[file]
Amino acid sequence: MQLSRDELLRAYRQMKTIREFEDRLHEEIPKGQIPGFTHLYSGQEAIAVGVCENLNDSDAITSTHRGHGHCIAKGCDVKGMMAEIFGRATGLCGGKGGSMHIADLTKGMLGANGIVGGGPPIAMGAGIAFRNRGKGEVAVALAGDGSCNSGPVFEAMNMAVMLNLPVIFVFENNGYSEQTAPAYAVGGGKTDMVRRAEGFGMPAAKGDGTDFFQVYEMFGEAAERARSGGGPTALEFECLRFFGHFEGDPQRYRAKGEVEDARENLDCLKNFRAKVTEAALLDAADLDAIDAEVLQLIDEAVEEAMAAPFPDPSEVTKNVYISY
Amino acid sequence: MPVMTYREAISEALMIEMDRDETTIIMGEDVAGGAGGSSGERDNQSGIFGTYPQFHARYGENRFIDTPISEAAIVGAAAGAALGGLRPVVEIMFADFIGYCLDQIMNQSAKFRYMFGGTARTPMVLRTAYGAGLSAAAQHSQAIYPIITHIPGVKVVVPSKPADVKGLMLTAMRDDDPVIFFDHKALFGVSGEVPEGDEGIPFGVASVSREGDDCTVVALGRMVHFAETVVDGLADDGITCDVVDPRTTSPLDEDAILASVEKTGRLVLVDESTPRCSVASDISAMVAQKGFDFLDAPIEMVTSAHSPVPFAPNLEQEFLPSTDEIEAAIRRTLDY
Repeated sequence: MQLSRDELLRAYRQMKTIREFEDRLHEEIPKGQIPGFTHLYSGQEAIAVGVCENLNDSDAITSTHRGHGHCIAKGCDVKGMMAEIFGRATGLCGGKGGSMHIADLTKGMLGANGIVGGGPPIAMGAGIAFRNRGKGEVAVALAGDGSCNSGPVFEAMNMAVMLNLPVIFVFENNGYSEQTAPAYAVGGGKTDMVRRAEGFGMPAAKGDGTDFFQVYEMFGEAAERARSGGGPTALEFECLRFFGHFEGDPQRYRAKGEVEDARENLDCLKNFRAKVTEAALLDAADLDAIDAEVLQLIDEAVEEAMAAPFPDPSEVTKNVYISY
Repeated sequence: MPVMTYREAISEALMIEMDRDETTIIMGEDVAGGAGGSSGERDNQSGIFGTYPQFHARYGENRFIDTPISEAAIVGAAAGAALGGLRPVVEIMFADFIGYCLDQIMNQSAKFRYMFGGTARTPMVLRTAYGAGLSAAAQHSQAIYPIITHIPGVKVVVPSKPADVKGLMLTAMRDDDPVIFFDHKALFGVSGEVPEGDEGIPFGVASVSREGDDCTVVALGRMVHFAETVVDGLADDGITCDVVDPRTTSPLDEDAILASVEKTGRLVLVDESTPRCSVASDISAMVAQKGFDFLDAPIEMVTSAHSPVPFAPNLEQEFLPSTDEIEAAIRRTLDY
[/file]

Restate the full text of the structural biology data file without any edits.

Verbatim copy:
Amino acid sequence: MQLSRDELLRAYRQMKTIREFEDRLHEEIPKGQIPGFTHLYSGQEAIAVGVCENLNDSDAITSTHRGHGHCIAKGCDVKGMMAEIFGRATGLCGGKGGSMHIADLTKGMLGANGIVGGGPPIAMGAGIAFRNRGKGEVAVALAGDGSCNSGPVFEAMNMAVMLNLPVIFVFENNGYSEQTAPAYAVGGGKTDMVRRAEGFGMPAAKGDGTDFFQVYEMFGEAAERARSGGGPTALEFECLRFFGHFEGDPQRYRAKGEVEDARENLDCLKNFRAKVTEAALLDAADLDAIDAEVLQLIDEAVEEAMAAPFPDPSEVTKNVYISY
Amino acid sequence: MPVMTYREAISEALMIEMDRDETTIIMGEDVAGGAGGSSGERDNQSGIFGTYPQFHARYGENRFIDTPISEAAIVGAAAGAALGGLRPVVEIMFADFIGYCLDQIMNQSAKFRYMFGGTARTPMVLRTAYGAGLSAAAQHSQAIYPIITHIPGVKVVVPSKPADVKGLMLTAMRDDDPVIFFDHKALFGVSGEVPEGDEGIPFGVASVSREGDDCTVVALGRMVHFAETVVDGLADDGITCDVVDPRTTSPLDEDAILASVEKTGRLVLVDESTPRCSVASDISAMVAQKGFDFLDAPIEMVTSAHSPVPFAPNLEQEFLPSTDEIEAAIRRTLDY
Repeated sequence: MQLSRDELLRAYRQMKTIREFEDRLHEEIPKGQIPGFTHLYSGQEAIAVGVCENLNDSDAITSTHRGHGHCIAKGCDVKGMMAEIFGRATGLCGGKGGSMHIADLTKGMLGANGIVGGGPPIAMGAGIAFRNRGKGEVAVALAGDGSCNSGPVFEAMNMAVMLNLPVIFVFENNGYSEQTAPAYAVGGGKTDMVRRAEGFGMPAAKGDGTDFFQVYEMFGEAAERARSGGGPTALEFECLRFFGHFEGDPQRYRAKGEVEDARENLDCLKNFRAKVTEAALLDAADLDAIDAEVLQLIDEAVEEAMAAPFPDPSEVTKNVYISY
Repeated sequence: MPVMTYREAISEALMIEMDRDETTIIMGEDVAGGAGGSSGERDNQSGIFGTYPQFHARYGENRFIDTPISEAAIVGAAAGAALGGLRPVVEIMFADFIGYCLDQIMNQSAKFRYMFGGTARTPMVLRTAYGAGLSAAAQHSQAIYPIITHIPGVKVVVPSKPADVKGLMLTAMRDDDPVIFFDHKALFGVSGEVPEGDEGIPFGVASVSREGDDCTVVALGRMVHFAETVVDGLADDGITCDVVDPRTTSPLDEDAILASVEKTGRLVLVDESTPRCSVASDISAMVAQKGFDFLDAPIEMVTSAHSPVPFAPNLEQEFLPSTDEIEAAIRRTLDY